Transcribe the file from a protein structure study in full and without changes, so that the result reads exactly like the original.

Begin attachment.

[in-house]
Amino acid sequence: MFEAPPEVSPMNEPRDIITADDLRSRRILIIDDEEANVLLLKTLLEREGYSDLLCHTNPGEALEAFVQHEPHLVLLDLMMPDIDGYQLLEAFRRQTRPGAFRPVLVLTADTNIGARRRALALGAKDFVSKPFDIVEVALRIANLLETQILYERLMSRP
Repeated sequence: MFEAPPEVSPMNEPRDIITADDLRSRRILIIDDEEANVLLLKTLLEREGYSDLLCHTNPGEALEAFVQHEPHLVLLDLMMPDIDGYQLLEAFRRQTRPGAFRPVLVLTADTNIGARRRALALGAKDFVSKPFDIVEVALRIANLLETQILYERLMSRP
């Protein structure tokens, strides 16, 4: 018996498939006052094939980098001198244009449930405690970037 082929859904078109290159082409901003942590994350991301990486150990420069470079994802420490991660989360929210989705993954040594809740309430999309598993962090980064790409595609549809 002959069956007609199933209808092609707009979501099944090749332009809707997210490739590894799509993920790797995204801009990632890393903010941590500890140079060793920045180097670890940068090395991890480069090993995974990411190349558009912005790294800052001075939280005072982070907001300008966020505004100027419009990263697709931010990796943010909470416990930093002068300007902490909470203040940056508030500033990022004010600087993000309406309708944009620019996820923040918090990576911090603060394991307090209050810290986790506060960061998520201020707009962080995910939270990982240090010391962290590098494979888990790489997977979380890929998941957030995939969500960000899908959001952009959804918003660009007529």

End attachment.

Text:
[in-house]
Amino acid sequence: MFEAPPEVSPMNEPRDIITADDLRSRRILIIDDEEANVLLLKTLLEREGYSDLLCHTNPGEALEAFVQHEPHLVLLDLMMPDIDGYQLLEAFRRQTRPGAFRPVLVLTADTNIGARRRALALGAKDFVSKPFDIVEVALRIANLLETQILYERLMSRP
Repeated sequence: MFEAPPEVSPMNEPRDIITADDLRSRRILIIDDEEANVLLLKTLLEREGYSDLLCHTNPGEALEAFVQHEPHLVLLDLMMPDIDGYQLLEAFRRQTRPGAFRPVLVLTADTNIGARRRALALGAKDFVSKPFDIVEVALRIANLLETQILYERLMSRP
């Protein structure tokens, strides 16, 4: 018996498939006052094939980098001198244009449930405690970037 082929859904078109290159082409901003942590994350991301990486150990420069470079994802420490991660989360929210989705993954040594809740309430999309598993962090980064790409595609549809 002959069956007609199933209808092609707009979501099944090749332009809707997210490739590894799509993920790797995204801009990632890393903010941590500890140079060793920045180097670890940068090395991890480069090993995974990411190349558009912005790294800052001075939280005072982070907001300008966020505004100027419009990263697709931010990796943010909470416990930093002068300007902490909470203040940056508030500033990022004010600087993000309406309708944009620019996820923040918090990576911090603060394991307090209050810290986790506060960061998520201020707009962080995910939270990982240090010391962290590098494979888990790489997977979380890929998941957030995939969500960000899908959001952009959804918003660009007529």